- Tess Flanders.
 

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The MT2500 does not display data on the alarm system (other than if the system is triggered or not). No detail on the various inputs.
It's a shame because it's a great tool for the pre-canbus OBDII and even OBDI Chrysler vehicles. And it's less expensive now since there is a newer and better tool from SnapOn.
 

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Discussion Starter · #11 ·
The MT2500 does not display data on the alarm system (other than if the system is triggered or not). No detail on the various inputs.
It's a shame because it's a great tool for the pre-canbus OBDII and even OBDI Chrysler vehicles. And it's less expensive now since there is a newer and better tool from SnapOn.
Valiant thanks so much for checking this out for me! So the snapon scanner you have runs snap ons software which is different or pretty much the same as the DRB-III? I found a pdf which looks like it has all the functions of the DRB-III. Currently sifting to see if individual sensors report back to the CTM. I have worked with a 2000 saab and a Tech 2 in the past and was lucky enough to get sensors reporting but obviously might not be the case with Chrysler.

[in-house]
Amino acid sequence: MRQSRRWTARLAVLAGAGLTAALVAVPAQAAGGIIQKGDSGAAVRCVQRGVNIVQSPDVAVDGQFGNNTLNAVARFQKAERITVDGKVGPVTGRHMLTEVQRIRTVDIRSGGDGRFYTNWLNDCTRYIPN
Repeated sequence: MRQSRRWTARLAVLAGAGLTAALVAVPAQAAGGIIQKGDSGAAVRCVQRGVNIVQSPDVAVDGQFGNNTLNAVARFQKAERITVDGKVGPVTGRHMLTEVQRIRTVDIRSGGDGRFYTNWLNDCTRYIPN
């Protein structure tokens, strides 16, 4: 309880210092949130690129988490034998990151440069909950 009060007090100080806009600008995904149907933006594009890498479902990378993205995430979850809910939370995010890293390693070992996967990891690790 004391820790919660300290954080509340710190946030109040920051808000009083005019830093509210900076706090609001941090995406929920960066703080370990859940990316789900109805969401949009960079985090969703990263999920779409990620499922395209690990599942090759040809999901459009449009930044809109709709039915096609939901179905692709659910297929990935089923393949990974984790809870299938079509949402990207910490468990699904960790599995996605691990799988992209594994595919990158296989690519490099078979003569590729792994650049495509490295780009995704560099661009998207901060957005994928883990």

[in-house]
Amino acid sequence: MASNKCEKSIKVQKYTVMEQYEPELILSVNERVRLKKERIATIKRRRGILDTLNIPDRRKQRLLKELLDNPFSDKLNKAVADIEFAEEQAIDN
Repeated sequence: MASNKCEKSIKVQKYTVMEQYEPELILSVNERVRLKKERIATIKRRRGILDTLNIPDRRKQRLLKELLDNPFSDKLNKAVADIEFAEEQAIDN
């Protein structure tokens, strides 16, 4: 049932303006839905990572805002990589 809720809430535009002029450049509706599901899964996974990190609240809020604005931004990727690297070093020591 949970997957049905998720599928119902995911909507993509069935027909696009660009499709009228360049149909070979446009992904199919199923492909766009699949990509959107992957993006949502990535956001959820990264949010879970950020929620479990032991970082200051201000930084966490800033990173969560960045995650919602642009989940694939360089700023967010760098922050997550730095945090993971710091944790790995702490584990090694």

DRB-III Manual
http://www.colorado4wheel.com/manuals/Jeep/DRB_3_Features_Menus.pdf
 

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Discussion Starter · #12 ·
Valiant hopefully you can respond to the above post. Looking over the Service Manual for the Durango I found this under the Central Timer Module: Description and Operation:

"The cause of the last 4 alarm triggers is stored by the CTM and may be retrieved by the DRB III."

Again not sure of the snapon scanner uses the same DRB-III menu system.
 

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The SnapOn scanner most likely has its own software and menus (I say this because I've never used a DRBIII, but from what I see referenced in the shop manuals, the MT2500 seems different than the DRBIII. When I look at my Durango with the MT2500, I can see some information from the "Body" computer which is the CTM in a Dakota or Durango. It shows the state of various sensors and switches but I can't see any diagnosis for the alarm. I may trigger the alarm on the Durango and see if it leaves a code the MT2500 can see if I get time this afternoon.